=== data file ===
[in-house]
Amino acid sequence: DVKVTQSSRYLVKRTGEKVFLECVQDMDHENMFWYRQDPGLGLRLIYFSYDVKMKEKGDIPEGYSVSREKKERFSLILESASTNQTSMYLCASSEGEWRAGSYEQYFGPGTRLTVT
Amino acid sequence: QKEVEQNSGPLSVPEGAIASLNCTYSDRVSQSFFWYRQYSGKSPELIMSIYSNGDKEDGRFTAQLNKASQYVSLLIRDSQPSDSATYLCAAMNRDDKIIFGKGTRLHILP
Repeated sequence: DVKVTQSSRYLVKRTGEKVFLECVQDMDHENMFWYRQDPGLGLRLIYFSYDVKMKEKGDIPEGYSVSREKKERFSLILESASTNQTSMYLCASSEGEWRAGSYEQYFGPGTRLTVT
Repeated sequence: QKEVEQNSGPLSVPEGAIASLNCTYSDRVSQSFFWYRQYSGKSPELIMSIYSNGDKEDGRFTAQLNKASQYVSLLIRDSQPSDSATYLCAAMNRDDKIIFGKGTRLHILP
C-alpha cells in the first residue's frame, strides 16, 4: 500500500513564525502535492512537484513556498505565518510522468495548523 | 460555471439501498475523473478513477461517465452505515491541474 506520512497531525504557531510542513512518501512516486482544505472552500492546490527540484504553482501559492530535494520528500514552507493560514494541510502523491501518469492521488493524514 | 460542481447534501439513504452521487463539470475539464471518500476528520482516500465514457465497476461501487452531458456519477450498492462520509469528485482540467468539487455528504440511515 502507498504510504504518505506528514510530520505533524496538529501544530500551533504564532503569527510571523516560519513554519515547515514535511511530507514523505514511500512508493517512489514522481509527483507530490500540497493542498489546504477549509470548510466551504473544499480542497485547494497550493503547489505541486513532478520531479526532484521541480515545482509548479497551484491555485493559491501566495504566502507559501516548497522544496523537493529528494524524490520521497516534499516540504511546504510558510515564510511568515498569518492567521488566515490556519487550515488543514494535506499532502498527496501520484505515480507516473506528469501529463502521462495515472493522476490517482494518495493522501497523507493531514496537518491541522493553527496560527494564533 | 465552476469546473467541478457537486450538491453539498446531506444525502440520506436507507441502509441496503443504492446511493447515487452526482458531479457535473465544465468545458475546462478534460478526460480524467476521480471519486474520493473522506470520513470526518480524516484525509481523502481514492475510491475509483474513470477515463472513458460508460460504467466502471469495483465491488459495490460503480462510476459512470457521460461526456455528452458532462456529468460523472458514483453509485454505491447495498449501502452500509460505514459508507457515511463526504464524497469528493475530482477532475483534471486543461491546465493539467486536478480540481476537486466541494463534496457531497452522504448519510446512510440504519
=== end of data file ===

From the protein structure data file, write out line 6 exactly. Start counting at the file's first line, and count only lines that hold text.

C-alpha cells in the first residue's frame, strides 16, 4: 500500500513564525502535492512537484513556498505565518510522468495548523 | 460555471439501498475523473478513477461517465452505515491541474 506520512497531525504557531510542513512518501512516486482544505472552500492546490527540484504553482501559492530535494520528500514552507493560514494541510502523491501518469492521488493524514 | 460542481447534501439513504452521487463539470475539464471518500476528520482516500465514457465497476461501487452531458456519477450498492462520509469528485482540467468539487455528504440511515 502507498504510504504518505506528514510530520505533524496538529501544530500551533504564532503569527510571523516560519513554519515547515514535511511530507514523505514511500512508493517512489514522481509527483507530490500540497493542498489546504477549509470548510466551504473544499480542497485547494497550493503547489505541486513532478520531479526532484521541480515545482509548479497551484491555485493559491501566495504566502507559501516548497522544496523537493529528494524524490520521497516534499516540504511546504510558510515564510511568515498569518492567521488566515490556519487550515488543514494535506499532502498527496501520484505515480507516473506528469501529463502521462495515472493522476490517482494518495493522501497523507493531514496537518491541522493553527496560527494564533 | 465552476469546473467541478457537486450538491453539498446531506444525502440520506436507507441502509441496503443504492446511493447515487452526482458531479457535473465544465468545458475546462478534460478526460480524467476521480471519486474520493473522506470520513470526518480524516484525509481523502481514492475510491475509483474513470477515463472513458460508460460504467466502471469495483465491488459495490460503480462510476459512470457521460461526456455528452458532462456529468460523472458514483453509485454505491447495498449501502452500509460505514459508507457515511463526504464524497469528493475530482477532475483534471486543461491546465493539467486536478480540481476537486466541494463534496457531497452522504448519510446512510440504519